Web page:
At Science Buffs we like to feature STEM in lots of different ways, whether that be articles about a particular scientific finding, a graduate student feature, or opinion pieces about an issue faced in STEM. This week we another poetry post! Bridget Menasche, a graduate student in the Molecular, Cellular and Developmental Biology, and contributor to Science Buffs, is a scientist by day and a poet by night. She is also an avid artist. This week she has supplied one of her own photographs to illustrate this poem, a photograph taken at the CU Boulder Greenhouse. Stay tuned for more installments of the creative Science Buffs minds at work!
Continue reading “World Record – A Poem by Bridget Menasche”
Why should we care about ocean acidification?
Natalie Freeman, a PhD candidate in the Atmospheric and Oceanic Sciences department, studies the effects of ocean acidification on microscopic shell-making organisms known as coccolithophores—the same organisms that form England’s famed White Cliffs of Dover. She often has to explain why we should care we about the acidification of our oceans.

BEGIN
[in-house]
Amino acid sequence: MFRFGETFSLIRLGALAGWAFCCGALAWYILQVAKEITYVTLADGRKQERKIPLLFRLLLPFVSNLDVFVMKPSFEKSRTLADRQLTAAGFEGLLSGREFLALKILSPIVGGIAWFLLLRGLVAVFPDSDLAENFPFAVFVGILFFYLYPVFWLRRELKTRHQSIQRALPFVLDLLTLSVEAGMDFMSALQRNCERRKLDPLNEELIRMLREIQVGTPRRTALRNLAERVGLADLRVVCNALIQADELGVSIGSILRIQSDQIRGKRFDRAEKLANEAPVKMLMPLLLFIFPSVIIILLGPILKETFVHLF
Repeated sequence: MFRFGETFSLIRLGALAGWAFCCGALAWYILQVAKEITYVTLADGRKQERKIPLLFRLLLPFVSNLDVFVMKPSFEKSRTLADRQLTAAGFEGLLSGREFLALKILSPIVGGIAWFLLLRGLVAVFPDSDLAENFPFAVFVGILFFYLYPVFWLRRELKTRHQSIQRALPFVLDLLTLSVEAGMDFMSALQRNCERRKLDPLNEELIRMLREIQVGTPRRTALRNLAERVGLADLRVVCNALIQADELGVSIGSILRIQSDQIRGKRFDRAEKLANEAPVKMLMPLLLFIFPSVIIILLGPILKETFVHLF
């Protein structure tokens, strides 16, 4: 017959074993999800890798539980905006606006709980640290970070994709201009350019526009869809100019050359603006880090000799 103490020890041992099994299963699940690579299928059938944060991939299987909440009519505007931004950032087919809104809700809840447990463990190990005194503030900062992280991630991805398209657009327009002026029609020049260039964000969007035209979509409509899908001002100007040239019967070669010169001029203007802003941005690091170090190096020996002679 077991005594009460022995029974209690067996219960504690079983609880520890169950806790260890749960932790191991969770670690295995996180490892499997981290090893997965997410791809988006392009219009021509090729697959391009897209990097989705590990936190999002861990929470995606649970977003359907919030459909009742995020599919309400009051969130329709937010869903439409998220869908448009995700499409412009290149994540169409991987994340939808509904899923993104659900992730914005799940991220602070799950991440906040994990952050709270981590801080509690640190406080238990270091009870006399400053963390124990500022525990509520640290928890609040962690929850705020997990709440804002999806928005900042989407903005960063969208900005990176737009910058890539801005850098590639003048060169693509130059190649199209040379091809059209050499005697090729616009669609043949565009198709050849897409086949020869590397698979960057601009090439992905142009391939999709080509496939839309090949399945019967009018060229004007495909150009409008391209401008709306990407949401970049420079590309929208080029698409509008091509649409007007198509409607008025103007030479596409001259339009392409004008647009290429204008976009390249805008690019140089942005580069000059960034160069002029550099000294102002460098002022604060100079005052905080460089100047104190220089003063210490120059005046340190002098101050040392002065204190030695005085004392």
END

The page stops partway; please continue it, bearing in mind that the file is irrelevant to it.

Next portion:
“If I’m on an airplane and I say what I do, I usually talk about how the ocean takes up a lot of carbon … [which] affects the organisms living in the ocean. And they’re important because they feed all of the fish we eat and they also give you every second breath.”
Continue reading “The Acidic Ocean: How Ocean Acidification Is Damaging Our Global Ecosystem”
You often hear the term “climate model” thrown around in the news or in scientific reports but what does that even mean?
Before we dive in, it’s useful to differentiate between climate and weather. Weather is all of the short-term (minutes to days) variations of the atmosphere including phenomena like wind, precipitation, cloudiness, and humidity, as well as more organized events like thunderstorms and hurricanes.
Continue reading “A Climate Model: Nothing Like Heidi Klum”
Outside of my professional life as a physicist, I have not seen any visceral evidence that makes me believe in climate change. One Indian summer, one hurricane, or one hot day is not enough evidence to convince me the climate is changing.
According to the National Aeronautics and Space Administration (NASA), the average temperature of the Earth has increased 1 degree Fahrenheit over the last 100 years. I have neither lived for a century, nor do I have the ability to sense a one-degree temperature increase.
Continue reading “Space ship Earth has a new pilot”
At first glance, the gardens before me are a refreshing contrast to their concrete surroundings. But closer inspection reveals pockmarks dotting many of the plants’ leaves. The spots resemble the furious punctuation marks I made as a child, grinding the lead into the paper so hard that it would leave an indentation.
Continue reading “Ozone gardens make the invisible visible”